My point it is, I think people need to realize quicker when to cut the cord if somebody is cancer, or is just not up for a job. Whether you made the mistake or the employee made the mistake. Its the right thing to do for the business and its the right thing to do for the employee. Its not easy and its never to be taken lightly. Without wisdom…..you could be spinning your wheels for a long time hurting your business.
You make a good point. I taught I class just today where I said terminating anyone must be a last resort… but, when we realize that, for whatever reason, that they must go then they must go immediately.
Hanging on to someone who cannot perform just hurts everyone involved.
Some people in leadership positions can’t admit they hired the wrong person, again, for whatever reason, or that they (the leader) just can’t help them succeed. So they let them hang on way too long.
The moment you confirm that somebody has to go then that is the moment they should go. Responsibility and blame are far less important at the point then fixing the mistake and moving forward.
This has applications outside of the business world. I work in Non-profits, certainly we need to take responsibility for our employees but we also need to be accountable for our choice of volunteers and how we utilize their skills and talents.
You’re absolutely correct Sam and I agree 100% – these principles extend well beyond business, they extend throughout life.
Reblogged this on Shaktipata.
Thanks for passing along my post!
Reblogged on Linkedin
Steve, you are spot on–I’ve re-posted on LinkedIn for several groups I belong to.
Thanks, I’m glad you enjoyed it and I truly appreciate you passing it along.
I agree 100%. My theory has always been that NO ONE wakes up in the morning and says, “Boy, I’m enjoying totally F*ing up.” Everyone wants to do a great job. Therefore, if they aren’t, it’s due to one of three reasons. 1. Haven’t been trained (employer fault) 2. Not capable (poor hire- employer fault) 3. They have interpersonal personal or work issues/personality conflicts and drama (not our fault but our responsibility to get to the bottom of and help them resolve). All three reasons for employees not meeting our expectations are our responsibility. Suck it up and do the right thing, Leaders. Stop blaming and making excuses.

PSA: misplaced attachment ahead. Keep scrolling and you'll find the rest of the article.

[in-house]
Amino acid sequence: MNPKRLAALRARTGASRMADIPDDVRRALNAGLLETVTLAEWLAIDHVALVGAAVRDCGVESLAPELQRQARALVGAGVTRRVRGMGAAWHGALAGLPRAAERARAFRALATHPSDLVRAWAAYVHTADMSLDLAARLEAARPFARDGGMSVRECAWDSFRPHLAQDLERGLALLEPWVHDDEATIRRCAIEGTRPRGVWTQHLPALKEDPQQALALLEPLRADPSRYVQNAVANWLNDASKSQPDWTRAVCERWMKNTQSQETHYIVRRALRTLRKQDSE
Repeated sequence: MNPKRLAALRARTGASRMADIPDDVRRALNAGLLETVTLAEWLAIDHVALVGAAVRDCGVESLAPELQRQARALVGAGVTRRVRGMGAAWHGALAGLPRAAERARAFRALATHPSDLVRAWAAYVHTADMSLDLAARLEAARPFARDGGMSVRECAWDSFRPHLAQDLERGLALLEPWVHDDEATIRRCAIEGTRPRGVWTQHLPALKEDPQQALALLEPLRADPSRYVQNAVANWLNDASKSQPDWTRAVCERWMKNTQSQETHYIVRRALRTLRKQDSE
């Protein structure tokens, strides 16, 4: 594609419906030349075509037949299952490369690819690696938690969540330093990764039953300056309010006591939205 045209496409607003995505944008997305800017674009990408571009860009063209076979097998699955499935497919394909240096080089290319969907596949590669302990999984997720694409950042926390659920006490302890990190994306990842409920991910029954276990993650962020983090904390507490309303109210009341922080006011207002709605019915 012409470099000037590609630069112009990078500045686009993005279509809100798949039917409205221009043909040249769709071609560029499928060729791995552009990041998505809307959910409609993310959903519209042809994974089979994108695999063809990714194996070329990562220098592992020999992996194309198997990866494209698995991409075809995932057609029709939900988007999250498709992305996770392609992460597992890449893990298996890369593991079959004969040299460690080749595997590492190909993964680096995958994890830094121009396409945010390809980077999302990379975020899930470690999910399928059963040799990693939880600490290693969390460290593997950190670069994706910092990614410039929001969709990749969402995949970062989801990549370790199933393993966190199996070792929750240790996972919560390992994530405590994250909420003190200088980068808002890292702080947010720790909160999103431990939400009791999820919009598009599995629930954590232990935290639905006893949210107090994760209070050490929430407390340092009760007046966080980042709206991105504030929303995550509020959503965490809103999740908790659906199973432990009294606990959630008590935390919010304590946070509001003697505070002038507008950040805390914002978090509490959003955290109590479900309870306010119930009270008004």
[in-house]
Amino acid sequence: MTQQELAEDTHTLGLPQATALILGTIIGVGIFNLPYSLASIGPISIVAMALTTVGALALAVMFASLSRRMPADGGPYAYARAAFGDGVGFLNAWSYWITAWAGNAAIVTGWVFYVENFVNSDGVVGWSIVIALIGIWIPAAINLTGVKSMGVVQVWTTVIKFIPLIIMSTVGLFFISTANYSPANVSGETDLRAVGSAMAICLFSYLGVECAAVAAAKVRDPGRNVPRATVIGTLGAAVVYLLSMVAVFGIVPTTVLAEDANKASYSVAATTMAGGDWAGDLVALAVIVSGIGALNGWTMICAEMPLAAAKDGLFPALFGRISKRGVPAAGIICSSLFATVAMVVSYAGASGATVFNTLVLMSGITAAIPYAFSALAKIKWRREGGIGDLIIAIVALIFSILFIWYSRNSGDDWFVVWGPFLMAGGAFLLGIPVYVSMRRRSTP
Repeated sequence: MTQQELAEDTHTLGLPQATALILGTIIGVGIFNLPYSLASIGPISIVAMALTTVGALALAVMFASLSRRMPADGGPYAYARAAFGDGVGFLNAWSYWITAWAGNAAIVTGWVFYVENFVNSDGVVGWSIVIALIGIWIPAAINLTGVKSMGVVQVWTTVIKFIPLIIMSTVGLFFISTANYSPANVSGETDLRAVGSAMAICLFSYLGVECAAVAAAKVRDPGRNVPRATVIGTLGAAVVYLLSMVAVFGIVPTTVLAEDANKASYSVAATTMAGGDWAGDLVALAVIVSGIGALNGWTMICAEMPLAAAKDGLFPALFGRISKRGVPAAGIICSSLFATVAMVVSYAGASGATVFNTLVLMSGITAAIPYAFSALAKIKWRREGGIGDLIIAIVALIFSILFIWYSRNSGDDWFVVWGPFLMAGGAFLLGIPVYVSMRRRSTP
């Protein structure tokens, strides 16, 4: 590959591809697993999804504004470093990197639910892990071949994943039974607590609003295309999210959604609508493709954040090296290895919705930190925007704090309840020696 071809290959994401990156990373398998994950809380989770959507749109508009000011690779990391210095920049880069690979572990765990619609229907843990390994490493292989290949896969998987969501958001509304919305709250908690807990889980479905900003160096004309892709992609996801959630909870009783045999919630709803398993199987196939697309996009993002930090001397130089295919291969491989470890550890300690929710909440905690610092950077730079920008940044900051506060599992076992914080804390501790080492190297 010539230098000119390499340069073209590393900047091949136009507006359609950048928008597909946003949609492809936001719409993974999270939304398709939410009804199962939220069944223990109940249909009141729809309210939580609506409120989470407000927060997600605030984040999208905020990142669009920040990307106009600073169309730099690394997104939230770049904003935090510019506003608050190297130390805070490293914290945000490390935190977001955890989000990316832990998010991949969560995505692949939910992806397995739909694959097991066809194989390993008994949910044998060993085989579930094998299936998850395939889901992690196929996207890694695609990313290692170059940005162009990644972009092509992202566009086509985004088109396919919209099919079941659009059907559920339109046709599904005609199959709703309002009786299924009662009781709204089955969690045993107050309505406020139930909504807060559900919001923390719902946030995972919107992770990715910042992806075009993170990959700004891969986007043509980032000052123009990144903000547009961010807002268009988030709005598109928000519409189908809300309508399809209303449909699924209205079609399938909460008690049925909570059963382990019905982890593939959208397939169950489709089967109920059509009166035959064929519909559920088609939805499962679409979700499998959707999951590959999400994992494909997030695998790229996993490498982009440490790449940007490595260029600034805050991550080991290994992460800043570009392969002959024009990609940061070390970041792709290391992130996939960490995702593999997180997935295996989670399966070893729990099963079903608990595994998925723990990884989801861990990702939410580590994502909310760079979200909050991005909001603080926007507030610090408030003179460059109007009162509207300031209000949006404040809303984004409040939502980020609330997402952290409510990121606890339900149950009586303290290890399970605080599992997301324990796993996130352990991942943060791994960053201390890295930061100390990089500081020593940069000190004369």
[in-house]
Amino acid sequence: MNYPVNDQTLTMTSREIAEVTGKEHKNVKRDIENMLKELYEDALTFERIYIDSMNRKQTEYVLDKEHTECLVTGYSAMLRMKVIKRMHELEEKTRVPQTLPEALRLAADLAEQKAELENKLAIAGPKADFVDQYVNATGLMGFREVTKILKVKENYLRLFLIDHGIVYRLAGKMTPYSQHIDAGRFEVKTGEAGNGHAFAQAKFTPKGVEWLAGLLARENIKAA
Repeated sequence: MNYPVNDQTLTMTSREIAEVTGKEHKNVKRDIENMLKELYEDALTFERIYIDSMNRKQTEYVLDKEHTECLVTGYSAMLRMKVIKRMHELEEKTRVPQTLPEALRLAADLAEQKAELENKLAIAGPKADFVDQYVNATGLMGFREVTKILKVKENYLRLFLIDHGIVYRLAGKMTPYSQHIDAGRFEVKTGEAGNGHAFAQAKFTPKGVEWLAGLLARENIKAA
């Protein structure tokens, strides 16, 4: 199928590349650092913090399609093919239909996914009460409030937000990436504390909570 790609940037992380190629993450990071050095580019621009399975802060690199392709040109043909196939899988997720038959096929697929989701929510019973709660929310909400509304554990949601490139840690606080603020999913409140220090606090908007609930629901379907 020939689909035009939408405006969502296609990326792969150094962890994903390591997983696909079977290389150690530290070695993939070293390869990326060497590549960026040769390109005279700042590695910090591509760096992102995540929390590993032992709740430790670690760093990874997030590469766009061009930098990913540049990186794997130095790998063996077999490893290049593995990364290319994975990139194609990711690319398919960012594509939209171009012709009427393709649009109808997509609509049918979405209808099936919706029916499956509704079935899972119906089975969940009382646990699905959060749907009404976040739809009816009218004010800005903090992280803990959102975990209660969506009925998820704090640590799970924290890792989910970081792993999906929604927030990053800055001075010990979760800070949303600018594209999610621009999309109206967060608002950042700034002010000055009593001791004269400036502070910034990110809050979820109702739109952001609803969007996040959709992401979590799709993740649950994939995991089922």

Thanks Heather, I believe this much is certain, if we give ourselves an “out” we’ll take it. By accepting responsibility we at least give ourselves a chance to help our people succeed.
Leaders who refuse to accept responsibility for their leadership decisions are leaders in name only. They are not Authentic Leaders.
Reblogged this on letter to a new manager and commented:
This is a fantastic article – I couldn’t say it better myself. The only thing that I would add is the reminder of how awful it feels when you know you are not performing well at your job and how much worse that it will feel if you feel that you have been “written off” in the work world.
Great point, when you feel like you no longer matter it’s hard to give any effort at all.
Thanks for the post, Steve! I believe a leader needs to be proactive in providing his/her teams positive and constructive feedback since it is crucial for leaders to build trust from promoting transparency.
“The key to successful leadership today is influence, not authority.” ~ Kenneth Blanchard
Great quote from Ken, if you’re a bossy leader you’re probably not providing much leadership.